Tester Oh Nos
Throws a Developer Under the Bus
Throwing a developer under the bus is probably the worst of the worst that a tester can do. I don’t mean that it is wrong for a tester to say that they believe a certain developer caused an issue. That’s just a part of your job. However, calling out a developer in a public setting about an issue or disagreement to the point where they are completely embarrassed is unnecessary and downright wrong. Any time an issue arises, whether it is a bug in the software or a personal grievance, it should be handled with civility and some kindness, only involving those who need to know about it.
Creates Bug Reports Without Understanding the Feature
At Lucid, we have teams for many different areas of the product. For each team, there is an assigned tester. When another team changes an area of the product that you test, it can cause a little confusion. Instead of instantly reporting a bug, it may be best to go to the other team’s product manager or developer to get a full idea of the feature.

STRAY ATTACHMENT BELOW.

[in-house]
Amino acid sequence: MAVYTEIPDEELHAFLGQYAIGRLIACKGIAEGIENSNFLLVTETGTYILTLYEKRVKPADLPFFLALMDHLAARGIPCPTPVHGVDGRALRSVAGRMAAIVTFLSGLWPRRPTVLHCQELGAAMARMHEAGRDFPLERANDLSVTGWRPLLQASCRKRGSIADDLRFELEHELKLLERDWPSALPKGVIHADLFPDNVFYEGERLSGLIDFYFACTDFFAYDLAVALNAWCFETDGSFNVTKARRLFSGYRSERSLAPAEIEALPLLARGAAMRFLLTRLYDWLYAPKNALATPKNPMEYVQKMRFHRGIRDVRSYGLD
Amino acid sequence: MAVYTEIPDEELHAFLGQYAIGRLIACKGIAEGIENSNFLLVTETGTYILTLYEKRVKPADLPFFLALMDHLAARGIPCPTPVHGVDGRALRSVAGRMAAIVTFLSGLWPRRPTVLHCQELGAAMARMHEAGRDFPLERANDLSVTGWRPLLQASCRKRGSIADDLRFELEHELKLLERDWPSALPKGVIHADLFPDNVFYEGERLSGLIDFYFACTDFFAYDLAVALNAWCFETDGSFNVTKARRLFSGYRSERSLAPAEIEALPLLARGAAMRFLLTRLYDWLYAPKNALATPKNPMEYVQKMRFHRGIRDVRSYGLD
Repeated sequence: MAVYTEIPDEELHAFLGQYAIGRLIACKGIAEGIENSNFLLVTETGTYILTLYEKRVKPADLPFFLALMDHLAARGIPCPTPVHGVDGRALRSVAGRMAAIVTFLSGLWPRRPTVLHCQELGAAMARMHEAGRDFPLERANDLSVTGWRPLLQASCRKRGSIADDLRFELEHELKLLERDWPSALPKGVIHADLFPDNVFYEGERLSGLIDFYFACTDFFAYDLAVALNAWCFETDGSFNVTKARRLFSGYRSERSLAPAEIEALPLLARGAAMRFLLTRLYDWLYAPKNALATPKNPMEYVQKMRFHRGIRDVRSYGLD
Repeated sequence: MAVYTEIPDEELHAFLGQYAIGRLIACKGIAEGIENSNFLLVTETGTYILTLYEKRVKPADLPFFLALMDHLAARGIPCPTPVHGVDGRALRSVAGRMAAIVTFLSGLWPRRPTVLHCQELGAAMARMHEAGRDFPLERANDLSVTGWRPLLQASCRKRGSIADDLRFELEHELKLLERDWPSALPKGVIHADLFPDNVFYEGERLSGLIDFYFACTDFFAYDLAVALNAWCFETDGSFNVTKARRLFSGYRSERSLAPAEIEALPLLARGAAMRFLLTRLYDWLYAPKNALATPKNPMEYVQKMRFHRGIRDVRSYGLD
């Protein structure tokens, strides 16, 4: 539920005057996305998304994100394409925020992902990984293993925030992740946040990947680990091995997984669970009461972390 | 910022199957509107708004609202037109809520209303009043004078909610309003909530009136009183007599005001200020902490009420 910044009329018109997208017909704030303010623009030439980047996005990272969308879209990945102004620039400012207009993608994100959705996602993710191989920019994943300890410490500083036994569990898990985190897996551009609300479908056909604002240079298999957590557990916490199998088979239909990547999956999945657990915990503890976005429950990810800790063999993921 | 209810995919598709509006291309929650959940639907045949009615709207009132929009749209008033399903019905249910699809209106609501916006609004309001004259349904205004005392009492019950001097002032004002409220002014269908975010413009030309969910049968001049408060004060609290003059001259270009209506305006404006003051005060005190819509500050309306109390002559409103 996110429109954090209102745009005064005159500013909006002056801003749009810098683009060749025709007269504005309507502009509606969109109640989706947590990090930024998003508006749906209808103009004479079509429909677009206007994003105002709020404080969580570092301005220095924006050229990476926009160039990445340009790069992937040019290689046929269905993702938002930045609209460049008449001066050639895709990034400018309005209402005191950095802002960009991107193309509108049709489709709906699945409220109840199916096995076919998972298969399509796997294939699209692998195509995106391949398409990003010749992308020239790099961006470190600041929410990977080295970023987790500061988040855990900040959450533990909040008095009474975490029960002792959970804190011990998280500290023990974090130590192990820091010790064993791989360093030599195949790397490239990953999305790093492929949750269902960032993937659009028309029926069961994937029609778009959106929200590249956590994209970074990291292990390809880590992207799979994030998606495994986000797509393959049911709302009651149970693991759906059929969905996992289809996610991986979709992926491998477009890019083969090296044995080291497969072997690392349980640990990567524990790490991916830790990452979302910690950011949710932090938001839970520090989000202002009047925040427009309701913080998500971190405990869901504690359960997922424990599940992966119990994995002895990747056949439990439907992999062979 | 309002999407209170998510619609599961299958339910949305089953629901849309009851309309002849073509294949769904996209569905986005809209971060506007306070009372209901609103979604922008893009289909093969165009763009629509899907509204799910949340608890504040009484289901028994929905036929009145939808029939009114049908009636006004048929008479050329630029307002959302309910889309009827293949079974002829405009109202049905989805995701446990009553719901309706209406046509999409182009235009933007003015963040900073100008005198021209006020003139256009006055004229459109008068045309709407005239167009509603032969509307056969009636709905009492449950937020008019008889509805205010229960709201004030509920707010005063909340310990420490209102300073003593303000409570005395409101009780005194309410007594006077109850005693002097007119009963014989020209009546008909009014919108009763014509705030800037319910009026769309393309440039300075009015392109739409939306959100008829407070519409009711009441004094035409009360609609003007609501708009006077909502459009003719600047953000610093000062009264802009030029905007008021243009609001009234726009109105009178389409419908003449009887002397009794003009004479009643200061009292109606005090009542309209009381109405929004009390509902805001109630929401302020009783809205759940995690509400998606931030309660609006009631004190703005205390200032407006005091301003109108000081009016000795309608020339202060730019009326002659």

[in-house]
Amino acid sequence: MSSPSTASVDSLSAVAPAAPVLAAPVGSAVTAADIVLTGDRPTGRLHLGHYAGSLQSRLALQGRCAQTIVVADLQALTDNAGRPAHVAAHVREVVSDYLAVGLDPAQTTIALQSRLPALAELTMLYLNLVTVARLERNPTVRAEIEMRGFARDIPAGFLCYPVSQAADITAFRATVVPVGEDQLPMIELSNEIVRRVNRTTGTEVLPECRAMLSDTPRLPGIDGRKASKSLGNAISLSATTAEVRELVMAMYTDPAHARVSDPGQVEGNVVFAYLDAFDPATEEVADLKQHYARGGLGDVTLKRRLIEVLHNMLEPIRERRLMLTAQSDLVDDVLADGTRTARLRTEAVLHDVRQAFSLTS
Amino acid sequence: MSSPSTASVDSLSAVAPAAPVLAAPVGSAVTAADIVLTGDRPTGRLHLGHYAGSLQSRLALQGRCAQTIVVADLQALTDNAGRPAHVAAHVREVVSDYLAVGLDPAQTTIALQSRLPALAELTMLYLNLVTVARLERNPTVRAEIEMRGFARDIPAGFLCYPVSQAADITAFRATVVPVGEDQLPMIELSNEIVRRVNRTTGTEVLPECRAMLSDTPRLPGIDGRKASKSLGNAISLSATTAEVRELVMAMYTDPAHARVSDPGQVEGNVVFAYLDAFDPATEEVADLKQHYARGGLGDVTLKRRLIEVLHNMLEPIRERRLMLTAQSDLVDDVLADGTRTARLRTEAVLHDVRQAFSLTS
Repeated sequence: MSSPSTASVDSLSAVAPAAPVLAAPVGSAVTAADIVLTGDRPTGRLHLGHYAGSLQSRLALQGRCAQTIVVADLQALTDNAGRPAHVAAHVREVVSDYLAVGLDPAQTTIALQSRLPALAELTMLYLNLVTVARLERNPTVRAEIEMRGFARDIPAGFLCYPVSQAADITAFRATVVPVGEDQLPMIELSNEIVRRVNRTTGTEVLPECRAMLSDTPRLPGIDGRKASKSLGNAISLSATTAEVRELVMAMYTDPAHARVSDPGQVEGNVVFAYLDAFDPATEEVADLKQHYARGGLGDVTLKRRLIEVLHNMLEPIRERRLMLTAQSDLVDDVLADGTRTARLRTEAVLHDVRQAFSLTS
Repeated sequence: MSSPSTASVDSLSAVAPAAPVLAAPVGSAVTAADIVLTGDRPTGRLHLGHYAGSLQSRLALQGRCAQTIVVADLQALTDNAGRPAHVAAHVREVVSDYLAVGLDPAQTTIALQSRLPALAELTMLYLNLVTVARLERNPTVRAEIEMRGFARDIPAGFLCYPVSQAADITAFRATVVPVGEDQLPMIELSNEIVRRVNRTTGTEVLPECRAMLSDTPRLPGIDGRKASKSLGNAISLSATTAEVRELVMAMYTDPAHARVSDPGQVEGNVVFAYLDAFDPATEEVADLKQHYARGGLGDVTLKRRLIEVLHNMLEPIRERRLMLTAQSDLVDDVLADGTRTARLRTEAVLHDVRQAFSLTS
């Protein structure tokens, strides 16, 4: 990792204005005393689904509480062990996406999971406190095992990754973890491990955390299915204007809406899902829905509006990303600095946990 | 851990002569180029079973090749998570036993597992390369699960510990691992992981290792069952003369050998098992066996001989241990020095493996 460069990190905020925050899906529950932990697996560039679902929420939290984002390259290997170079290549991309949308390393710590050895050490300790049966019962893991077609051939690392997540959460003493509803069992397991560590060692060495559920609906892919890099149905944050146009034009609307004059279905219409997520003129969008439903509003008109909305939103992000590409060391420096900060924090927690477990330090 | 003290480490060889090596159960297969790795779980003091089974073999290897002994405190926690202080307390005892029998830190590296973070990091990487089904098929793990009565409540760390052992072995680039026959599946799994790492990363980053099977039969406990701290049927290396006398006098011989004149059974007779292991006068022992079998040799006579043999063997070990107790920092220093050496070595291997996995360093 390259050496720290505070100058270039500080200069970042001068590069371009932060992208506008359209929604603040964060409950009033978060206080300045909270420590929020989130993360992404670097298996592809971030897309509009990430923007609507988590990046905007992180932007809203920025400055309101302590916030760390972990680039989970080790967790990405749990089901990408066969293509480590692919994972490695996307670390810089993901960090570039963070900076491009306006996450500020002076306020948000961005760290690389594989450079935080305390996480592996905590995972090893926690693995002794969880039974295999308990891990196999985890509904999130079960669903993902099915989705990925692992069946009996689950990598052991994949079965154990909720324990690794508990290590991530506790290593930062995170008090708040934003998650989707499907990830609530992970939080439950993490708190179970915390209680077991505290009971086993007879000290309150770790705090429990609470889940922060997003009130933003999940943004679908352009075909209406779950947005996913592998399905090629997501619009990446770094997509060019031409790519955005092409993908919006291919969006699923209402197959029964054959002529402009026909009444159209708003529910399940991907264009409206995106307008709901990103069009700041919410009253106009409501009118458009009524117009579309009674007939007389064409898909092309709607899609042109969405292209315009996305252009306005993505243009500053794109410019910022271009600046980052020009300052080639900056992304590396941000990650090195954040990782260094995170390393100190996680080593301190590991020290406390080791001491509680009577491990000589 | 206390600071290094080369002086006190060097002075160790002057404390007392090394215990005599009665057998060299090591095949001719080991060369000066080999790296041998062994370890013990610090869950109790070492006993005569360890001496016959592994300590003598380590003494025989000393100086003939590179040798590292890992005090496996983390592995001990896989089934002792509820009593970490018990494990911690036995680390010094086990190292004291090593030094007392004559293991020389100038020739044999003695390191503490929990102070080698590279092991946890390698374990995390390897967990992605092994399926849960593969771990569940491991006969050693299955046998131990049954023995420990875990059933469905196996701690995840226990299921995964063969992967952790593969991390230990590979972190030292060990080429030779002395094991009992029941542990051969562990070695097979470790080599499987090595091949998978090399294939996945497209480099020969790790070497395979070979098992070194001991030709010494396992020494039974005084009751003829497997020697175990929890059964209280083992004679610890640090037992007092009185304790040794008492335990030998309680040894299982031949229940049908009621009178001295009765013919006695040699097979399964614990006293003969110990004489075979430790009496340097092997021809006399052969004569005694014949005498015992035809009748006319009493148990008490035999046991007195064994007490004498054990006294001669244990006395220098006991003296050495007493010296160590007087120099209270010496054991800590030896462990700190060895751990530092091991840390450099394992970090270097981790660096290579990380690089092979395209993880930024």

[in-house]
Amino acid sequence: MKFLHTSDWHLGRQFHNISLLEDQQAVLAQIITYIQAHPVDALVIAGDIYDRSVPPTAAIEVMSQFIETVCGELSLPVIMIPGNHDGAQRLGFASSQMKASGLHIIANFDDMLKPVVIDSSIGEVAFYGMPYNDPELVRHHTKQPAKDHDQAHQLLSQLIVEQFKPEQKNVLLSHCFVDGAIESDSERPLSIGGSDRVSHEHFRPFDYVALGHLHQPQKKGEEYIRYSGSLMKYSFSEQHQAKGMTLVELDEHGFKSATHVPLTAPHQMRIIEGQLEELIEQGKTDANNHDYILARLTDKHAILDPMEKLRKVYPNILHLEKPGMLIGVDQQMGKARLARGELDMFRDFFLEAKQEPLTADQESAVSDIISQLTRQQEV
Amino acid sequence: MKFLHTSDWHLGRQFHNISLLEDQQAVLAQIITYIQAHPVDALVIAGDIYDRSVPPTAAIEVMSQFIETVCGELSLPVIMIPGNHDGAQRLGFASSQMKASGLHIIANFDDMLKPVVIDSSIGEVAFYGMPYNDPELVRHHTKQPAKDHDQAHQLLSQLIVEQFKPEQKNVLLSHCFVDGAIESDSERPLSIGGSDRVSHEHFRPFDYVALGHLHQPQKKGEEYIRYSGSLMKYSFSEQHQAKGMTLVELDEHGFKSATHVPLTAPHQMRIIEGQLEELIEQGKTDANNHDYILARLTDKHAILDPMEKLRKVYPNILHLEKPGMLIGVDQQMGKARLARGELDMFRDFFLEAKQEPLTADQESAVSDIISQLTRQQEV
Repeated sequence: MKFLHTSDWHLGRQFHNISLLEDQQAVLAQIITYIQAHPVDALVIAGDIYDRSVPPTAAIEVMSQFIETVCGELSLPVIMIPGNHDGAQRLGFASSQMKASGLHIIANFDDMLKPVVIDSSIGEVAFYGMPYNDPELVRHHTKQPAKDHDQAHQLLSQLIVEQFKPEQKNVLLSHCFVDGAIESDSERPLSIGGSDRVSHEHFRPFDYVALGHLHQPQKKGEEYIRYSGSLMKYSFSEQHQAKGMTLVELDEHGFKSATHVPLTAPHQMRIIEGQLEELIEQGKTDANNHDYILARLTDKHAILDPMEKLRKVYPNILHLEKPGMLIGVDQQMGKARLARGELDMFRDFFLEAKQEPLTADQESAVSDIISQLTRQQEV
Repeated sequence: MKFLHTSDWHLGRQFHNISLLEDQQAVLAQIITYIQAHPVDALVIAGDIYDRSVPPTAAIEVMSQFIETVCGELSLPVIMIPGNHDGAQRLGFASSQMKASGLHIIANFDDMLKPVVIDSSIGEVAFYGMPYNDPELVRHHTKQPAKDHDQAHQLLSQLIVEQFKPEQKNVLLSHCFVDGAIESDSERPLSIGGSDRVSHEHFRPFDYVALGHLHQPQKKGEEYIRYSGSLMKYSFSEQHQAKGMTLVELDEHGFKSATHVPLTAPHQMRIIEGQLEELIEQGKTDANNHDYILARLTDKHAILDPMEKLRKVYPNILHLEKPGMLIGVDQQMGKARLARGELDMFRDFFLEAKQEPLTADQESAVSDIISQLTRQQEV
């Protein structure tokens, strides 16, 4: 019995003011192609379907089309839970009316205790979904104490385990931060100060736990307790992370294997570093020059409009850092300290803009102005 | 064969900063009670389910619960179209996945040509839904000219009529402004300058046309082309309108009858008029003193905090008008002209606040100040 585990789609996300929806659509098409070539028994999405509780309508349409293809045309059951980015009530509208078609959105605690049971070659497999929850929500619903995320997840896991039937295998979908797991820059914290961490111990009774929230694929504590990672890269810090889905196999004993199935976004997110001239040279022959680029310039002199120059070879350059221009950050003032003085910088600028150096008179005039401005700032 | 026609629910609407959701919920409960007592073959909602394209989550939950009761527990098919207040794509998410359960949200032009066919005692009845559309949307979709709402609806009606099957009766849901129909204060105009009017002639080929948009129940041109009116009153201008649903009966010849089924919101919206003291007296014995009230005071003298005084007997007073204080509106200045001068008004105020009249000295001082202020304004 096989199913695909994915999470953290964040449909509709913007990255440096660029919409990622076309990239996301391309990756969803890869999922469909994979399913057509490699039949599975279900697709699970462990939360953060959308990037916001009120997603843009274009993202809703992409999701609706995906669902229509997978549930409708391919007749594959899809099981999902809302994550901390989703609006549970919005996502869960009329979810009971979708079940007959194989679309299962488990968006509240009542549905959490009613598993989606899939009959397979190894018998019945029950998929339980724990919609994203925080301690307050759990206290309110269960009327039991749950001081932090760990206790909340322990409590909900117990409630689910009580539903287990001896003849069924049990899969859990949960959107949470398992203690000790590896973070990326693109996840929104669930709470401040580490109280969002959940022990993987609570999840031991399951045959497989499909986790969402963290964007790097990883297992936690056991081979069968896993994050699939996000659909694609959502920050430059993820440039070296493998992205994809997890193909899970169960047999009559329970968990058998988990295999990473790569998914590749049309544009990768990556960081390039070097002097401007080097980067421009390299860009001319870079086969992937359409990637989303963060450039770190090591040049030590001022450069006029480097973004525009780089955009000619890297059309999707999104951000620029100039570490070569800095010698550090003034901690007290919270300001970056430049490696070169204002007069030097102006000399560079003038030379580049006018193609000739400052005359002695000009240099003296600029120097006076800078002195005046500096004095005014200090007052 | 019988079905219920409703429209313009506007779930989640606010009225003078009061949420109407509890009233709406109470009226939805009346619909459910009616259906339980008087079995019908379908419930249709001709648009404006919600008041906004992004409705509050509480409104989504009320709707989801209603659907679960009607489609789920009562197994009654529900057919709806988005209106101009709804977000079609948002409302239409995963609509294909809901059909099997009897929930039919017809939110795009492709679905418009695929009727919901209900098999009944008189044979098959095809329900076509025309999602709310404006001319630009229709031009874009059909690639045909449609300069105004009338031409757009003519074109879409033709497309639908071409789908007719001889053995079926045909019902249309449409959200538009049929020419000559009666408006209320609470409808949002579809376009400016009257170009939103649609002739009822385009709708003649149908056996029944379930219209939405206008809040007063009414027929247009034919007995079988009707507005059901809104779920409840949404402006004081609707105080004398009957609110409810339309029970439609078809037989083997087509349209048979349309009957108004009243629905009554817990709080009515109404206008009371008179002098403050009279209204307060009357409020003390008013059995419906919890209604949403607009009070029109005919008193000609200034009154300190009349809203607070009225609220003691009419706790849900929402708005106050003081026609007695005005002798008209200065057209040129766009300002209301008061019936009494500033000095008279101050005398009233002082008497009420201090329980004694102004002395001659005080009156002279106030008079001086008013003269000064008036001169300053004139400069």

Lets Things Sit for a Long Time
This is a throwback to being able to prioritize. If a feature sits forever without getting tested, the entire development cycle can just be thrown downhill. It is critical for each member of a team to do their individual parts in a timely manner.
Following the advice previously mentioned will improve many of the problems developers and testers face. In addition to these, my biggest tip is to always remember that you actually have the same goal. You want to release the best possible product as quickly as possible. When each of you works together towards that goal, petty differences will not seem that big. You will be able to work together to solve problems and may even realize that developers and testers aren’t nemeses after all.
Feel free to share your thoughts on other issues you have seen arise between developers and testers in your workplace and ways you have overcome them.
Published at DZone with permission of Michele Campbell , DZone MVB. See the original article here.